Born July 9, 1900 in Los Angeles, California, Joseph LaShelle was trained as an electrical engineer, but went to work at Paramount as a lab technician in order earn money for tuition at Stanford University. Promoted to superintendent of the printing room within three years, he decided to forego his college education and stay on at Paramount.
Mentored by cinematographer Charles G. Clarke, he became his assistant cameraman in 1925. He later worked for Arthur C. Miller and followed him to Twentieth Century-Fox where he assisted Miller on How Green Was My Valley and The Song of Bernadette among other films. Shortly thereafter he became a credited cinematographer with 1943’s The Happy Land. With 1944’s Laura he earned his first of nine Oscar nominations and the only one that would result in a win.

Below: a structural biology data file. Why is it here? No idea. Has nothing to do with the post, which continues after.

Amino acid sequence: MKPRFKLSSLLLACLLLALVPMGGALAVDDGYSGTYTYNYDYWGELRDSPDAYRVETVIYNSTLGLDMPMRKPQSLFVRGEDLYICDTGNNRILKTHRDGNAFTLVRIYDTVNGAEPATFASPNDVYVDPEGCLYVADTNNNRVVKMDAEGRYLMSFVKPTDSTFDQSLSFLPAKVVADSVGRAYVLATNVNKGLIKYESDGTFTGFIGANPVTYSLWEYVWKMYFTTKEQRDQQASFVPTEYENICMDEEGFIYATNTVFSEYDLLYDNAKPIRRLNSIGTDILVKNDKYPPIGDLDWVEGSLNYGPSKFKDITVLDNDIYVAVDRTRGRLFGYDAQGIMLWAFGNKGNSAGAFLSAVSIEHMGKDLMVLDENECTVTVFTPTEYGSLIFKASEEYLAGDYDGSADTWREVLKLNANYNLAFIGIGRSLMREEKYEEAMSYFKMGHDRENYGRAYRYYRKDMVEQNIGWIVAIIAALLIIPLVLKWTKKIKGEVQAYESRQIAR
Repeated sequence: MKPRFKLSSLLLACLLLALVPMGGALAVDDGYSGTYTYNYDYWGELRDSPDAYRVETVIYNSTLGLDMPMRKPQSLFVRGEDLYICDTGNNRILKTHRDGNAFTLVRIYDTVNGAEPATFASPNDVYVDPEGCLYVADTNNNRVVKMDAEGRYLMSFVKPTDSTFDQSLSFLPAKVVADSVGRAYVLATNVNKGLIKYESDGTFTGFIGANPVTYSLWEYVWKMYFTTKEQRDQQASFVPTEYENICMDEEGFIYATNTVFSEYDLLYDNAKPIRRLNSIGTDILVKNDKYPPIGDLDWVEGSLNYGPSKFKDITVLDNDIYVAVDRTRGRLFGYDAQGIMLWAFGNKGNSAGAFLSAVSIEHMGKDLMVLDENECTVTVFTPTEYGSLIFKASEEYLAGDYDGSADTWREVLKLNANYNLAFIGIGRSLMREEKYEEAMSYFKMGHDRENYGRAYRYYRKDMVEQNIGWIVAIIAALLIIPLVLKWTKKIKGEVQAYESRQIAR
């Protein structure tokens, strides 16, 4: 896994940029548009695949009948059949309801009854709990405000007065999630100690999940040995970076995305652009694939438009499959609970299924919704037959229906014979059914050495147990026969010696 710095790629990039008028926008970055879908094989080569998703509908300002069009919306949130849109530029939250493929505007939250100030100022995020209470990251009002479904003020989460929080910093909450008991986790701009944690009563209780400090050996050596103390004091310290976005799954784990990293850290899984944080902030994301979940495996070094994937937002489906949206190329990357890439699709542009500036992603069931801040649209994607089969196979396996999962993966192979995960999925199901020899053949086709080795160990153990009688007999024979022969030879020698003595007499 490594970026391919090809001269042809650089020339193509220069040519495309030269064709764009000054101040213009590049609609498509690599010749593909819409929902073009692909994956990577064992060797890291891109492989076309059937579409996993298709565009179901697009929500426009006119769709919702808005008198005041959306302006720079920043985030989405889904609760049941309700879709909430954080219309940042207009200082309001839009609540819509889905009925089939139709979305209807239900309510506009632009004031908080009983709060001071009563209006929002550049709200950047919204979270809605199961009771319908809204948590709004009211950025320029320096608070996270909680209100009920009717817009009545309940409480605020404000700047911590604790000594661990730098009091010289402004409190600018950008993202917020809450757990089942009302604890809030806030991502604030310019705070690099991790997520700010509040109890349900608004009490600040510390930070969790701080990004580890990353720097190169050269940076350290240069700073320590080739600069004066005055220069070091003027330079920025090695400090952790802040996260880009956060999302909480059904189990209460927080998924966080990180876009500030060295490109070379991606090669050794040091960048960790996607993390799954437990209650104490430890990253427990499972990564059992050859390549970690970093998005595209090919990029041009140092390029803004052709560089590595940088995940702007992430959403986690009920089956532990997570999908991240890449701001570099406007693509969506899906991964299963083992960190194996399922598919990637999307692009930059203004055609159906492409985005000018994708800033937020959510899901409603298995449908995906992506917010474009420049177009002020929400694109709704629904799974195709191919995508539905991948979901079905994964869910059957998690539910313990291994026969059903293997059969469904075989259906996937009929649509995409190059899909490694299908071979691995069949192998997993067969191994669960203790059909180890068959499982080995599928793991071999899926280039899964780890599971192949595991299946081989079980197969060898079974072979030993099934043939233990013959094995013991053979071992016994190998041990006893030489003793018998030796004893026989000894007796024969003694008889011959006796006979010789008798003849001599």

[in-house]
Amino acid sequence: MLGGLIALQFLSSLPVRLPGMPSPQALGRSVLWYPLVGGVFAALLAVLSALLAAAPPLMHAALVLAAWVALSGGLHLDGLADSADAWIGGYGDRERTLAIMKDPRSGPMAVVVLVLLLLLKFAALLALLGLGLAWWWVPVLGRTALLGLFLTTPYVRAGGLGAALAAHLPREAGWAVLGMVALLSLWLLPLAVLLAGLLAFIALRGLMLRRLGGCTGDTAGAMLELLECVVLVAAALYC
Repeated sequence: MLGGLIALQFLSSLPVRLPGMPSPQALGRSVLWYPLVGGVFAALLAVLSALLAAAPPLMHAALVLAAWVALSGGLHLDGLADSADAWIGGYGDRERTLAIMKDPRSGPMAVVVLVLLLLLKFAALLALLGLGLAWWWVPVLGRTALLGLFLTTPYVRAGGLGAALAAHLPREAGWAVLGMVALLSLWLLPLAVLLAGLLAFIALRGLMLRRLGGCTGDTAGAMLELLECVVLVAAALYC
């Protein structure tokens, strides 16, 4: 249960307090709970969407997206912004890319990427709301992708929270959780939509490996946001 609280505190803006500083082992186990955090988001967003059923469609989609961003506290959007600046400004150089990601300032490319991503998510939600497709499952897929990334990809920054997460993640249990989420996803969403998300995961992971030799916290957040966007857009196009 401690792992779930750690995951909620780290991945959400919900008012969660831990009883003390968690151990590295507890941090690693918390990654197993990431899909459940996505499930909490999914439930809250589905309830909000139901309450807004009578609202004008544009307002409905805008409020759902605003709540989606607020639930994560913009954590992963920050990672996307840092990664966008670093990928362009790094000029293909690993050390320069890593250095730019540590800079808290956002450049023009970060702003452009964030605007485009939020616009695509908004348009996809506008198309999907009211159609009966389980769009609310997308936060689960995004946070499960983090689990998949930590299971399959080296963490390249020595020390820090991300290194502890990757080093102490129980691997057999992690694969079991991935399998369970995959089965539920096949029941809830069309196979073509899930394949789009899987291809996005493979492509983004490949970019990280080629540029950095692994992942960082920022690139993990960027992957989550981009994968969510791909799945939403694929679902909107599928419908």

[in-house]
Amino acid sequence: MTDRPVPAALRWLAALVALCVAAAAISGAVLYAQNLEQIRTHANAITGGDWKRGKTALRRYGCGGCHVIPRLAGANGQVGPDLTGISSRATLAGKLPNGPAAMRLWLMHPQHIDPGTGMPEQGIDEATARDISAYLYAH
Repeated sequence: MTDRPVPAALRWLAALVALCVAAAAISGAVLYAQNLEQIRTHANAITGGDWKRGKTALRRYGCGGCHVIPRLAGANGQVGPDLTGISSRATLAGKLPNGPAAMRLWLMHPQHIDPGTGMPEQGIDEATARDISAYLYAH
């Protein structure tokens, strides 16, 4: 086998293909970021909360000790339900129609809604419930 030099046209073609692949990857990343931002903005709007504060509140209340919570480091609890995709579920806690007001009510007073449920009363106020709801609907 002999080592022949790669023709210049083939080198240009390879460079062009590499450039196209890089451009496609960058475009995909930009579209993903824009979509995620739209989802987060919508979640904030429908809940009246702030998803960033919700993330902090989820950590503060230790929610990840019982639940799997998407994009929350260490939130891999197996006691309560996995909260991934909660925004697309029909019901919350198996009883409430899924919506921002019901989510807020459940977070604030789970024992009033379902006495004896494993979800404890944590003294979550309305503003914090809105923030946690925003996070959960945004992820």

Among the 1940s films that LaShelle put his stamp on were A Bell for Adano, Cluny Brown, The Late George Apley, The Foxes of Harrow, Captain from Castile, The Luck of the Irish and Come to the Stable for which he earned his second Oscar nomination. His 1950s films for Fox included Under the Skin, Where the Sidewalk Ends, Mister 880, The 13th Letter, Les Misérables and My Cousin Rachel for which he earned his third Oscar nomination.
Born December 8, 1949 to an executive at a voting machine plant and his wife, an interior designer, Nancy Meyers is an American director, producer and screenwriter.
At the age of 12, Meyers became interested in the theatre after reading Moss Hart’s autobiography, Act One. Upon graduating college, she spent a year working in public television in Philadelphia. She later moved to Los Angeles where she got a job as a production assistant on The Price Is Right.